Author Archives: Dr. Carl

About Dr. Carl

I am Professor of Comparative and Regional Studies in the School of International Service at American University in Washington, D.C. I have published three books on Nigeria, including most recently, "Contemporary Nigerian Politics: Competition in a Time of Transition and Terror" (Cambridge 2019). Prior to receiving my Ph.D. in Political Science from the University of California—San Diego, I worked as legislative director for U.S. Rep. John Conyers, and then as the National Democratic Institute’s first Country Director in Nigeria. My research focuses on comparative political institutions, democratization, and political development. I am currently working on the relationship between truth and participation in America.

Nigeria’s 2023 Elections: In Pursuit of Electoral Reforms That Serve the Common Good

By Samson Itodo
Nigeria’s 21 years of democracy was tested with the conduct of last year’s 2019 general elections. The elections presented an opportunity for Nigeria to consolidate on the gains of the 2015 elections and deepen her democratic transition, but the polls substantially failed to do so. The Independent National Electoral Commission (INEC) introduced reforms to deepen electoral integrity and citizen participation before the elections, yet the elections were fraught with the same shortcomings that marred previous national elections in Nigeria. As in past elections, INEC’s logistical challenges coupled with misconduct on the part of political parties and candidates undermined the elections‘ integrity. Not to mention the assault on voting rights by desperate politicians who recruited thugs and security agencies for voter suppression. The judiciary was no bystander. In most cases, it determined the final vote by substituting justice for legal technicalities with its logic of constitutional finality. The Supreme Court suffered a reputational setback when it declared a candidate who came fourth in an election the winner, despite computational inaccuracies and disputed results from polling units where elections did not hold.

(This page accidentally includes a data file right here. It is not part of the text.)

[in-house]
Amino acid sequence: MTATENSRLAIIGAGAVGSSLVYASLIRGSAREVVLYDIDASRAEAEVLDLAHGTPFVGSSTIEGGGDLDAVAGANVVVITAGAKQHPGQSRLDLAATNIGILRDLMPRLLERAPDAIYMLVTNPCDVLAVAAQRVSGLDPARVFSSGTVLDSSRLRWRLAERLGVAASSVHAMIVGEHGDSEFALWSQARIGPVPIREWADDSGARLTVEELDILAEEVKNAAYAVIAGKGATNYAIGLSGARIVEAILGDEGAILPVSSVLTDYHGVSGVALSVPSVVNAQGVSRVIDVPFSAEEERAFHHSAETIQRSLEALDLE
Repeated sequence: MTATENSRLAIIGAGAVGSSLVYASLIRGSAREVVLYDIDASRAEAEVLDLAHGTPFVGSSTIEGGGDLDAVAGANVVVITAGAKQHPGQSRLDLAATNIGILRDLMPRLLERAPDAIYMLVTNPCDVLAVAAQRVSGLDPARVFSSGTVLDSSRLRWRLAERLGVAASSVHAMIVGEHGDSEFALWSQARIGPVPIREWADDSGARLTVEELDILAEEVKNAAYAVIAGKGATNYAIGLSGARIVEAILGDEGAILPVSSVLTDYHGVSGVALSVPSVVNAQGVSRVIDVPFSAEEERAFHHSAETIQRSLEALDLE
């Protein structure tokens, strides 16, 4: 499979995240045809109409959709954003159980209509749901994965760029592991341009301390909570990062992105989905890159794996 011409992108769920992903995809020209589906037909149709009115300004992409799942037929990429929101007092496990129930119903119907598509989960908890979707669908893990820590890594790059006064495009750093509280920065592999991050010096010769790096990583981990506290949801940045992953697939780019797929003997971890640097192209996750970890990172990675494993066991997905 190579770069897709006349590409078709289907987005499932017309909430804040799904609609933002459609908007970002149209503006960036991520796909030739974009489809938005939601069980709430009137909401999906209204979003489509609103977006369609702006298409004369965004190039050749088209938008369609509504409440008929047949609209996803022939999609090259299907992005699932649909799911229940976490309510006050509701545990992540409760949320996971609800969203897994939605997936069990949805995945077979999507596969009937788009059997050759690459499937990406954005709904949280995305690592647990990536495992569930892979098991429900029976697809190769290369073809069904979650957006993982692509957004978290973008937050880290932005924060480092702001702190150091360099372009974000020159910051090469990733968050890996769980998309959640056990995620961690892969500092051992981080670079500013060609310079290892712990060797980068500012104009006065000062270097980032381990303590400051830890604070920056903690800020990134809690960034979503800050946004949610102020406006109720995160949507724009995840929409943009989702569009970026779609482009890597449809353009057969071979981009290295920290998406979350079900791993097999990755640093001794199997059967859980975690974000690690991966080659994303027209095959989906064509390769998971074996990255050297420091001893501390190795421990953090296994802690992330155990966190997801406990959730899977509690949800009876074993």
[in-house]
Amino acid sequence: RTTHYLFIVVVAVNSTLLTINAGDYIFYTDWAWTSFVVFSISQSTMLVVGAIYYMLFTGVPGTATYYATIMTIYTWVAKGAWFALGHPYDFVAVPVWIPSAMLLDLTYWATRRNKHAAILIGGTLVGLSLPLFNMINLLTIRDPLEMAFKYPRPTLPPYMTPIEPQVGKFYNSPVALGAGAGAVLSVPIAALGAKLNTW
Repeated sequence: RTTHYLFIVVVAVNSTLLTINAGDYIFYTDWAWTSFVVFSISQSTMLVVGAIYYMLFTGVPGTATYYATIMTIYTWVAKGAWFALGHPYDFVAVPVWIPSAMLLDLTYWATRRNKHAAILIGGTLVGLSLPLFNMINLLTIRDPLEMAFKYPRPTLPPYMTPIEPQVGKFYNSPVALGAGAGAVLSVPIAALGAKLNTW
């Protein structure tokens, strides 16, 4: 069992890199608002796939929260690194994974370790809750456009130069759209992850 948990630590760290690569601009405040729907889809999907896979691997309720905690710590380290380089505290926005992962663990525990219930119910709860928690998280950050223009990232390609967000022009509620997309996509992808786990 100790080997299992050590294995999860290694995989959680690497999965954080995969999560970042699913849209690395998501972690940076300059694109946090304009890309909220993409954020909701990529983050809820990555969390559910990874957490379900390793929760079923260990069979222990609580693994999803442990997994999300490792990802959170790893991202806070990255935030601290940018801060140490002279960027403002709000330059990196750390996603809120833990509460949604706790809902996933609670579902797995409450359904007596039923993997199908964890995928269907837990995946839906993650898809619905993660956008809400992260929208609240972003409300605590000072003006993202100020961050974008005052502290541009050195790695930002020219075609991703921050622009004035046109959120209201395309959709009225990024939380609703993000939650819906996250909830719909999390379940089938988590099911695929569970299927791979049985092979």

The landscape for electoral reform looks promising. Over ten proposed electoral amendment bills are under consideration at the National Assembly. Although these bills are at different stages of the legislative process, they contain proposals that can potentially fix Nigeria’s pressing electoral challenges, especially the predatory behavior of the political class. The bills include proposed amendments that promote the independence and impartiality of INEC by strengthening the legality of INEC regulations, guidelines, and manuals and prohibiting the employment or appointment of members of political parties into INEC. Also contained in the bills are proposals for electronic voting and transmission of election results. Comprehensive amendments were proposed to Section 87 of the Electoral Act on the nomination of candidates. They introduce new procedures for direct and indirect primaries and provide thresholds for party nomination fees. It restricts parties to the qualification criteria fixed by the 1999 Constitution as amended for elective offices, thereby stripping parties of the power to introduce additional measures often used to disqualify unfavoured candidates.